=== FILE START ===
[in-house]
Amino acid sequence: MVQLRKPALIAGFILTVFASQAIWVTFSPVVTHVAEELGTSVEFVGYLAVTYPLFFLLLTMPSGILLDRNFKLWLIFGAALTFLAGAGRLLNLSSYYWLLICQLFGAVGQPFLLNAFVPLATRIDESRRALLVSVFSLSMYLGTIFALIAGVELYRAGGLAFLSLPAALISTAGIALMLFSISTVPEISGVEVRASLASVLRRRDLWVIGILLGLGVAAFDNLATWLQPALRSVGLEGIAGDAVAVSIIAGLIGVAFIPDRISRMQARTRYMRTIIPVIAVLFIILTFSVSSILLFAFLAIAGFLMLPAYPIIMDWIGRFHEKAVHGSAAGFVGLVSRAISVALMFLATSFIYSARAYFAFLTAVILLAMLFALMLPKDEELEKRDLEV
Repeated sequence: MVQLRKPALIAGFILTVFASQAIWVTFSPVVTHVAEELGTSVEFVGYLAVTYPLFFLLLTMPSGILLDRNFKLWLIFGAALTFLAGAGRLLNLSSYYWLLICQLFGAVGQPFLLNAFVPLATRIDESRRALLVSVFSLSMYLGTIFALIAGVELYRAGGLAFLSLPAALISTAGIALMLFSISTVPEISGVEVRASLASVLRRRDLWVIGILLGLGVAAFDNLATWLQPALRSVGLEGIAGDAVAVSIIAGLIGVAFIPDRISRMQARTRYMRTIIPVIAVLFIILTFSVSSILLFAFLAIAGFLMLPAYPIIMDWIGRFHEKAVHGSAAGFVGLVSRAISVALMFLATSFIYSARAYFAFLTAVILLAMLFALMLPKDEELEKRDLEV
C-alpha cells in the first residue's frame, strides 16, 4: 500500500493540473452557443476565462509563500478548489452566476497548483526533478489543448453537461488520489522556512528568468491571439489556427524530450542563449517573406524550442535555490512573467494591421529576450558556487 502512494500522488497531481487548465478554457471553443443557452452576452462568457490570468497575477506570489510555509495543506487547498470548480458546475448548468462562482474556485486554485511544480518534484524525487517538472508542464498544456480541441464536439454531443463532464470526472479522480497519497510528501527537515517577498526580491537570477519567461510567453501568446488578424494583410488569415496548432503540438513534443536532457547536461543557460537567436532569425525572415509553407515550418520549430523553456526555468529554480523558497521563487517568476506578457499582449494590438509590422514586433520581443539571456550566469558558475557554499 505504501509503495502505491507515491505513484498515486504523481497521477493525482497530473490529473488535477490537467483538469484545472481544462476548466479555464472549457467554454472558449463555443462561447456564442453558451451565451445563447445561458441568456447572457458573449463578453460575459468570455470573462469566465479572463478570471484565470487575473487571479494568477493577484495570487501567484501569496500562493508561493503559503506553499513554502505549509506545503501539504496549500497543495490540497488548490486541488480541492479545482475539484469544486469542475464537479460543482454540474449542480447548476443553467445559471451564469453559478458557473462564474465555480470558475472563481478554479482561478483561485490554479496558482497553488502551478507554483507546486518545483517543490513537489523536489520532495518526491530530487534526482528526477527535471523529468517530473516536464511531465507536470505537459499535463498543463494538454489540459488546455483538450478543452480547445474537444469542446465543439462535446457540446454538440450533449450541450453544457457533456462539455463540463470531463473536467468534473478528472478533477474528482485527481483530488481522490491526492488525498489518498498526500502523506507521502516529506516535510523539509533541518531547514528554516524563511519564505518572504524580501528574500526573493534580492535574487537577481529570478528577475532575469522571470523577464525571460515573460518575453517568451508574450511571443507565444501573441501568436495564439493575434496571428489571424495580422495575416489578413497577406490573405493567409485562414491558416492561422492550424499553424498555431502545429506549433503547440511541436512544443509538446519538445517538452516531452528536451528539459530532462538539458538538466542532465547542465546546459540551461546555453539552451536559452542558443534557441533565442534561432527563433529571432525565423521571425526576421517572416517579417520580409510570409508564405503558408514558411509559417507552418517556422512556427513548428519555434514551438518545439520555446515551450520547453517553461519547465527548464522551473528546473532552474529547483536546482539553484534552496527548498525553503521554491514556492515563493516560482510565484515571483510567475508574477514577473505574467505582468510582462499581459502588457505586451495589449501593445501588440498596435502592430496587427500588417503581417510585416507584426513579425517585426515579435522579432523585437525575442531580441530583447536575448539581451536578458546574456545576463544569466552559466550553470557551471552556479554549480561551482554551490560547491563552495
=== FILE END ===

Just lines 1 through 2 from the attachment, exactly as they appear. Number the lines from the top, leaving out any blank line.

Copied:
[in-house]
Amino acid sequence: MVQLRKPALIAGFILTVFASQAIWVTFSPVVTHVAEELGTSVEFVGYLAVTYPLFFLLLTMPSGILLDRNFKLWLIFGAALTFLAGAGRLLNLSSYYWLLICQLFGAVGQPFLLNAFVPLATRIDESRRALLVSVFSLSMYLGTIFALIAGVELYRAGGLAFLSLPAALISTAGIALMLFSISTVPEISGVEVRASLASVLRRRDLWVIGILLGLGVAAFDNLATWLQPALRSVGLEGIAGDAVAVSIIAGLIGVAFIPDRISRMQARTRYMRTIIPVIAVLFIILTFSVSSILLFAFLAIAGFLMLPAYPIIMDWIGRFHEKAVHGSAAGFVGLVSRAISVALMFLATSFIYSARAYFAFLTAVILLAMLFALMLPKDEELEKRDLEV